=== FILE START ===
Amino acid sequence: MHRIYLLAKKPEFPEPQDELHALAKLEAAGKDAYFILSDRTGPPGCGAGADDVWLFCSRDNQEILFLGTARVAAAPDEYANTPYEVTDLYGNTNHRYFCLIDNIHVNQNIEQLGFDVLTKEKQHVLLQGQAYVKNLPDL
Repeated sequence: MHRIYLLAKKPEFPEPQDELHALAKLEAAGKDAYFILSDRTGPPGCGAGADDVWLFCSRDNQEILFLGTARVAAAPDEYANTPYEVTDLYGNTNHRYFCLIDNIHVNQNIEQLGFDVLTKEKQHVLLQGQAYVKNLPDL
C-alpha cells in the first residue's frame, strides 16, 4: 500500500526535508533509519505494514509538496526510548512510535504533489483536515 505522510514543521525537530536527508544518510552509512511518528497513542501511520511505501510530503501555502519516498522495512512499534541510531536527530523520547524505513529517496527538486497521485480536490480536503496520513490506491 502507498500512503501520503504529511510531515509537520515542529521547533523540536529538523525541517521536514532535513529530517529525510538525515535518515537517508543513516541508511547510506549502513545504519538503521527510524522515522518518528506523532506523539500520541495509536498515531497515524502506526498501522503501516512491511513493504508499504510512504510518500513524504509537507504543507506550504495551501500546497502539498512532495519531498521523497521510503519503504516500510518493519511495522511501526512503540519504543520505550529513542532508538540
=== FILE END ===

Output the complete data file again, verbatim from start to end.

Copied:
Amino acid sequence: MHRIYLLAKKPEFPEPQDELHALAKLEAAGKDAYFILSDRTGPPGCGAGADDVWLFCSRDNQEILFLGTARVAAAPDEYANTPYEVTDLYGNTNHRYFCLIDNIHVNQNIEQLGFDVLTKEKQHVLLQGQAYVKNLPDL
Repeated sequence: MHRIYLLAKKPEFPEPQDELHALAKLEAAGKDAYFILSDRTGPPGCGAGADDVWLFCSRDNQEILFLGTARVAAAPDEYANTPYEVTDLYGNTNHRYFCLIDNIHVNQNIEQLGFDVLTKEKQHVLLQGQAYVKNLPDL
C-alpha cells in the first residue's frame, strides 16, 4: 500500500526535508533509519505494514509538496526510548512510535504533489483536515 505522510514543521525537530536527508544518510552509512511518528497513542501511520511505501510530503501555502519516498522495512512499534541510531536527530523520547524505513529517496527538486497521485480536490480536503496520513490506491 502507498500512503501520503504529511510531515509537520515542529521547533523540536529538523525541517521536514532535513529530517529525510538525515535518515537517508543513516541508511547510506549502513545504519538503521527510524522515522518518528506523532506523539500520541495509536498515531497515524502506526498501522503501516512491511513493504508499504510512504510518500513524504509537507504543507506550504495551501500546497502539498512532495519531498521523497521510503519503504516500510518493519511495522511501526512503540519504543520505550529513542532508538540